If the second comes to pass, I’ll go anywhere to see it happen.

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“Their season is over.”

“It’s not over.”

“What are you talking about?  They’re out of it.”

“They’re not out of it.”

“Paul, they’re out of it.”

“They haven’t been mathematically eliminated.”

“…Yes, that’s true…

deserted stands.jpg…they haven’t been mathematically eliminated.”

Whether due to the weather or the emptiness of the ball park or the fact that I rode home alone the whole way–7 train to N train to R train–I felt pretty damned surly all last night and into the wee hours today.  My usual Mets batterymate was also not in attendance.  So the balance was shifted towards Yankee fans, with his seat taken by the girlfriend of the third member of our usual party.

It’s either too early or I’m too disinterested in rehashing the thought to make that clear.  Suffice it to say I sat next to two people who could give a damn about the game, and so I felt like a third wheel most of the time.  I didn’t know one could spend $300 on six months’ worth of a fan experience and still feel like a third wheel.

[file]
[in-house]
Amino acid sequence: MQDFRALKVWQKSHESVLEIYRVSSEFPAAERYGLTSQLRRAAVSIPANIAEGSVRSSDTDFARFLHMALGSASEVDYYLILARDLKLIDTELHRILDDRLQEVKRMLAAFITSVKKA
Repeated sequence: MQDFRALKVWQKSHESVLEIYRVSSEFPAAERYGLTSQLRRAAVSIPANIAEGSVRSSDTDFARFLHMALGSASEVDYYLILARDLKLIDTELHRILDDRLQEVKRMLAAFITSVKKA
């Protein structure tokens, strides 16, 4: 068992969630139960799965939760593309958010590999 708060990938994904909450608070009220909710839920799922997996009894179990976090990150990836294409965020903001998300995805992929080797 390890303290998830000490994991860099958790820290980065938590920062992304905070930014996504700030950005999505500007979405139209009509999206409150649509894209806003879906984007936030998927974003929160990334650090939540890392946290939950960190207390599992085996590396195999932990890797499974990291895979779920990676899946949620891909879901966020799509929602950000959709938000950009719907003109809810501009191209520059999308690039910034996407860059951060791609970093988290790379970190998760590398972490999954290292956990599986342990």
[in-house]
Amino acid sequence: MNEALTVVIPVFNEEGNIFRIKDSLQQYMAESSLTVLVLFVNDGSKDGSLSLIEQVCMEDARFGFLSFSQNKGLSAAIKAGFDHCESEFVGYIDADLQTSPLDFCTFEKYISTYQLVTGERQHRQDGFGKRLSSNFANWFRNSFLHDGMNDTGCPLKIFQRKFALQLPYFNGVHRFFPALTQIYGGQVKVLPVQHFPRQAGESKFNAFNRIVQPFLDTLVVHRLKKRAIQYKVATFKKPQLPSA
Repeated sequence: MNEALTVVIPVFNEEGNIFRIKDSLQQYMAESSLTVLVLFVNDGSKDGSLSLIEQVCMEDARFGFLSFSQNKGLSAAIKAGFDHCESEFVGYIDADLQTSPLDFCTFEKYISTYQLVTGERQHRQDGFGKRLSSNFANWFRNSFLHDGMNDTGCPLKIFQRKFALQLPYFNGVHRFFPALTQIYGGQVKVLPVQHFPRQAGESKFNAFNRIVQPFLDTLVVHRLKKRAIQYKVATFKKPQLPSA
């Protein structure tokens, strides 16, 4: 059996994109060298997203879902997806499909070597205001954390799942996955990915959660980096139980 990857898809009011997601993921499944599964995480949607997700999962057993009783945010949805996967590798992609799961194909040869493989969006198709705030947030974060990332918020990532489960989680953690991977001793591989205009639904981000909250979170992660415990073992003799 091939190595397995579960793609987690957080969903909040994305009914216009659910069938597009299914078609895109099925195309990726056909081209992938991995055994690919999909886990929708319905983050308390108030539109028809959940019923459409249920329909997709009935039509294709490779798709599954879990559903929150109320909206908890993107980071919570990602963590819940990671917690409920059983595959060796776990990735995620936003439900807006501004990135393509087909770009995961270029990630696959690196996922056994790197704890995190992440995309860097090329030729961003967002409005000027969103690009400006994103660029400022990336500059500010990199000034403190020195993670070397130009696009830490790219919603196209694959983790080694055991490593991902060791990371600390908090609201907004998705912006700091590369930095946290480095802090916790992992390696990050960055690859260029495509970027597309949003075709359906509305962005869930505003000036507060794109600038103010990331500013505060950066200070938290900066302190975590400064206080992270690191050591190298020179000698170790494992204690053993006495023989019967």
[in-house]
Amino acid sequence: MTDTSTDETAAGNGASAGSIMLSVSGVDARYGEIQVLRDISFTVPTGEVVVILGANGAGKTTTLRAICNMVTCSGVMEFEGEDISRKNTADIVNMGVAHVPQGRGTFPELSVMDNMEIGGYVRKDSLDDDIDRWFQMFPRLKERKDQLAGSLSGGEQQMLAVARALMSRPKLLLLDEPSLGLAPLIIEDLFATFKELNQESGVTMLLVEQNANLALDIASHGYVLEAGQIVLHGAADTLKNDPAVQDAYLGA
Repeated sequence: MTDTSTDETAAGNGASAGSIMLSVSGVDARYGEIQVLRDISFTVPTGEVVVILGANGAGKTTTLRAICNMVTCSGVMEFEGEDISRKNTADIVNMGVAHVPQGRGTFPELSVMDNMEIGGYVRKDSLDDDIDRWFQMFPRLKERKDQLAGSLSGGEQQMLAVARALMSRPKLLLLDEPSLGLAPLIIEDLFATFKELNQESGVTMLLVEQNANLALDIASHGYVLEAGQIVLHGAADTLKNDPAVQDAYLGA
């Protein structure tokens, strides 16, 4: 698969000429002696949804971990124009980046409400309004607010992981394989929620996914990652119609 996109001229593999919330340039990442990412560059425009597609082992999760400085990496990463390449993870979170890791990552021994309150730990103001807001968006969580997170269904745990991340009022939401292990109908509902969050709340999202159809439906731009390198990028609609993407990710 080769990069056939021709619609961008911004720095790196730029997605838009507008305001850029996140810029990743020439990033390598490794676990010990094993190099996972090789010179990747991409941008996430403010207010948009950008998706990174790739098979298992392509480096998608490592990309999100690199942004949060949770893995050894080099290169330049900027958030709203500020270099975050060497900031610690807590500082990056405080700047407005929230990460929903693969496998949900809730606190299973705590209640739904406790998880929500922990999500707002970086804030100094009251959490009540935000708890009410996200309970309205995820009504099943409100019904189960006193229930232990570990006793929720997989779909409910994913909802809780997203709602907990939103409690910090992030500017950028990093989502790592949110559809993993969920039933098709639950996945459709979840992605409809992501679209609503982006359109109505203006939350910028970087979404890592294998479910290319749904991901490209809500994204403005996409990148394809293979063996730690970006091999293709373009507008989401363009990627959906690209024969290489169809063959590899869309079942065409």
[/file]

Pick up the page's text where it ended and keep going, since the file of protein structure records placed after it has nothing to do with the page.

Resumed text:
Maybe I just needed a second set of ribs.

deserted shake shack.jpgI walked up to the Blue Smoke counter and ordered, and so was in and out of the center field concourse within two minutes.  This is dangerous; if Mets games are to be this poorly-attended from here on out, I’ll need to do my damnedest to fill up before the game and stick to the beer, which is considerably less expensive.  Speaking of:

t-shirts 01.jpgThat’s the one that just makes me look like a goob’.  THIS one:

t-shirts 02.jpgShould please The Wife no end.

“Please to note”: I don’t know any of their names.  I’m not even kidding.  I have no clue.  We’re all dressed alike; we all enjoy beer.  That’s all I need to know, really.

They have a Facebook page.  I don’t have a Facebook anything, so I can’t check this.

Last night’s game against the Marlins (L; 4-2) leaves five or six nails left for the coffin, depending on your perspective; either you nail the coffin in five and bury, or you seal the coffin with the sixth and burial is incidental.